Mechanical recycling should take priority over chemical recycling, but there will need to be several technical solutions to the world’s plastic problem, argued panelists on a recent Product Stewardship Institute webinar.
Other takeaways from the Nov. 17 “EPR Master Class on Chemical Recycling” were that the recycling discussion needs to extend beyond packaging and that life cycle analysis should be used to prioritize disposal options.
Chemical recycling is an umbrella term that generally refers to a wide array of processes that use heat, pressure and solvents to break down the molecular chains of polymers into liquids or gasses that can then be processed into fuels, oils, waxes, new plastics or other chemical products.
During the webinar, it was also referred to as advanced recycling, non-mechanical recycling and molecular recycling.
Scott Cassel, Product Stewardship Institute (PSI) CEO and founder, said the technologies have “become a lightning rod,” with some hailing them as the new standard of recycling and others calling them greenwashing.
He said as of 2021 there were more than 40 companies working to develop or manage chemical recycling projects in the United States, and 20 states have enacted laws that allow chemical recycling facilities to be licensed as manufacturing facilities instead of waste management facilities. Overall, he pointed to a knowledge gap around what exactly each technology is and what its impacts are.
PSI released a report, “Making Sense of Chemical Recycling,” to answer some of the questions, Cassel noted.
Mechanical versus chemical
Panelists overwhelmingly said studies prove that mechanical recycling has a smaller environmental footprint and is more advantageous than chemical recycling.
David Allaway, a senior policy analyst with the Oregon Department of Environmental Quality, noted that the “overarching goal should be to achieve a system where resource use and pollution are within levels that can be sustained in perpetuity,” but circular systems are not inherently sustainable and realistically, some packaging will be generated and will need to be managed.
When it comes to mechanical versus chemical recycling, both require energy and result in emissions, and both can displace virgin feedstock, he said.
“All these can impact the environment in both positive and negative ways, so it is not a picture in black and white, as some would propose, but shades of gray,” he added.
Oregon’s stated policy is that mechanical recycling is preferred to both landfill and chemical recycling, Allaway said, “but sometimes mechanical recycling is not an option, so how does chemical compare?”
Paula Luu, a senior project director with Closed Loop Partners, said in all instances she studied, mechanical recycling has a smaller environmental footprint, but “the diversity of plastics today requires a diversity of solutions.”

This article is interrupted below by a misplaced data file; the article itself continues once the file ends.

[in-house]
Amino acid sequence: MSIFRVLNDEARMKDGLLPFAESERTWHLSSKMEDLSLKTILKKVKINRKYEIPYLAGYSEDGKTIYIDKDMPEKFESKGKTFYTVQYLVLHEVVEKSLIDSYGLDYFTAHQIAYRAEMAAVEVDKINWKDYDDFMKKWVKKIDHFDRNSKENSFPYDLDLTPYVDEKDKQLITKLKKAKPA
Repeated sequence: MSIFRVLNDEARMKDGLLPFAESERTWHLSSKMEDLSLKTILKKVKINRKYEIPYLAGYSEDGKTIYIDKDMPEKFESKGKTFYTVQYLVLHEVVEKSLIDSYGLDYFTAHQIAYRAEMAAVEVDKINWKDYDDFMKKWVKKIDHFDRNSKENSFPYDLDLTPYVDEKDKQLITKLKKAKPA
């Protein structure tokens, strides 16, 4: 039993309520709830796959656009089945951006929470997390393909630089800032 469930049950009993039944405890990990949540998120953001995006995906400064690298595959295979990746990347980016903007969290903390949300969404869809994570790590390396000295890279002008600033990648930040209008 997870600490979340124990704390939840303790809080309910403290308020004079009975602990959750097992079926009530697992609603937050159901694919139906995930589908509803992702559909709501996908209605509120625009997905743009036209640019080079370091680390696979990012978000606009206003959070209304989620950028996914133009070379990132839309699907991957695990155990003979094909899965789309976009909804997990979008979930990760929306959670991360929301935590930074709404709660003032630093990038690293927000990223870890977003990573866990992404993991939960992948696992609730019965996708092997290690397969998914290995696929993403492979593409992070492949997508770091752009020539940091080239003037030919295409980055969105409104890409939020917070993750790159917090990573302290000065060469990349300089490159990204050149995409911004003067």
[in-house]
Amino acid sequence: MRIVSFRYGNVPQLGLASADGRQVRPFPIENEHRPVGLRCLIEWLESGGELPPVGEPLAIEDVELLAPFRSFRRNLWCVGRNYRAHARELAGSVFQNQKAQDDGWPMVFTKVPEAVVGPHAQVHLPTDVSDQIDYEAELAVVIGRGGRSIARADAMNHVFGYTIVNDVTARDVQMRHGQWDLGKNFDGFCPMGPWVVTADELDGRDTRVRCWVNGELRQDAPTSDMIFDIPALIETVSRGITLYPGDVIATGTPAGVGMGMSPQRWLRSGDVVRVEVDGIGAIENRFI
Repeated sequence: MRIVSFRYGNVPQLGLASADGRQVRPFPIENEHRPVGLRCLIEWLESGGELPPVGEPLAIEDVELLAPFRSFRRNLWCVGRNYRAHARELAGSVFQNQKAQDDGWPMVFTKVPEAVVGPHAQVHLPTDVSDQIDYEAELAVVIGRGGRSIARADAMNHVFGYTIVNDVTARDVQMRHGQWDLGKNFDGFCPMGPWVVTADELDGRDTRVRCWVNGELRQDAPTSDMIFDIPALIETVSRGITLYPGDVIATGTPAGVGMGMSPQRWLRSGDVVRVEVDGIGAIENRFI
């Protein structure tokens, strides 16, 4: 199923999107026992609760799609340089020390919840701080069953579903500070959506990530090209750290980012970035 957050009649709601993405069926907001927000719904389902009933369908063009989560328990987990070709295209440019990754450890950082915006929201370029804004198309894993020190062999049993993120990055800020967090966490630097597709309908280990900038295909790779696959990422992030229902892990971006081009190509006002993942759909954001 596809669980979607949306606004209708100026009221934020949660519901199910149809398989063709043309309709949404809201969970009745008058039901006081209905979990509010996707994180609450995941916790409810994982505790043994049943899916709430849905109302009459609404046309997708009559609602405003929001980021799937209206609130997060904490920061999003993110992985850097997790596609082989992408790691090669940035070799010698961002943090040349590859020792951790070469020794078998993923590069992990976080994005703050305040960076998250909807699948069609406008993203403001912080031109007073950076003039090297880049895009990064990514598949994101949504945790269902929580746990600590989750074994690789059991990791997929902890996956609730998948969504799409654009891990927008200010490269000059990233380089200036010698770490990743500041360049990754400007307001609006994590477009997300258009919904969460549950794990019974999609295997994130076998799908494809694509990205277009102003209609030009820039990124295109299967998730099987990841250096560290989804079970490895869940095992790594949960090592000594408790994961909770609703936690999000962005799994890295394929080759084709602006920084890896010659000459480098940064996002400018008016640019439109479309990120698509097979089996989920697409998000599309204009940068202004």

“Molecular recycling is just one slice of that pie,” Luu said, adding that it’s important for the industry and world to first define what waste-free success looks like.
Panelists also largely said they supported only plastic-to-plastic chemical recycling, not plastic-to-fuel.
Cheryl Coleman, senior vice president of sustainability at the Institute of Scrap Recycling Industries (ISRI), said ISRI supports processes that convert used plastic into resins and monomers, but does not support turning it into petrochemical products for energy use or fuel.
Luu added that “plastics-to-plastics is what is recycling, and we support those technologies.”
Allaway noted that Oregon’s extended producer responsibility law states that all material has to be responsibly managed by a facility that is transparent and environmentally sound.
That means the law “allows for chemical recycling pathways to compete with others as a viable option, but requires disclosure and evidence that the pathway is aligned with Oregon’s policy objectives: responsible production and use and management of materials in a way that protects the environment, conserves resources and enhances well-being,” he said.
As the discussion around chemical recycling continues, ISRI’s Coleman encouraged participants to “take the time you need to make sure there are not unintended consequences” of laws or of looking at chemical recycling technology as a short-term, interim solution.
“If we think that folks are going to invest millions and millions of dollars into creating scalable processes for managing material and then they’re going to stop because we’ve come up with a better method, they’re not,” she said. “There needs to be an exit strategy.”
Luu said she suggests regulating facilities based on the feedstock they accept and the outputs they produce, “because these technologies are so flexible.”
Veena Singla, a senior scientist with the Natural Resources Defense Council, pointed out that “we are missing a critical voice on the panel today, the people who live with a chemical recycling facility in their backyards.”
Singla said she’s often asked by concerned parents about the levels and types of air pollutants, but “I can’t really answer that question because of the lack of transparency” around what exactly happens in chemical recycling facilities.
“Caution really is warranted” when it comes to moving forward with chemical recycling technologies, she added, and her best-case scenario is drastically reducing the need for chemical recycling by reducing plastic use, especially of the kinds of plastics that cannot be recycled mechanically.
Her worst-case scenario is if the current deregulation push by chemical recyclers “continues to be successful and the safeguards we have in place now to protect our air and water are stripped away.”
“We need to be making sure any recycling technology that’s employed meets human health and environmental standards,” she said.
A version of this story appeared in Resource Recycling on November 28.
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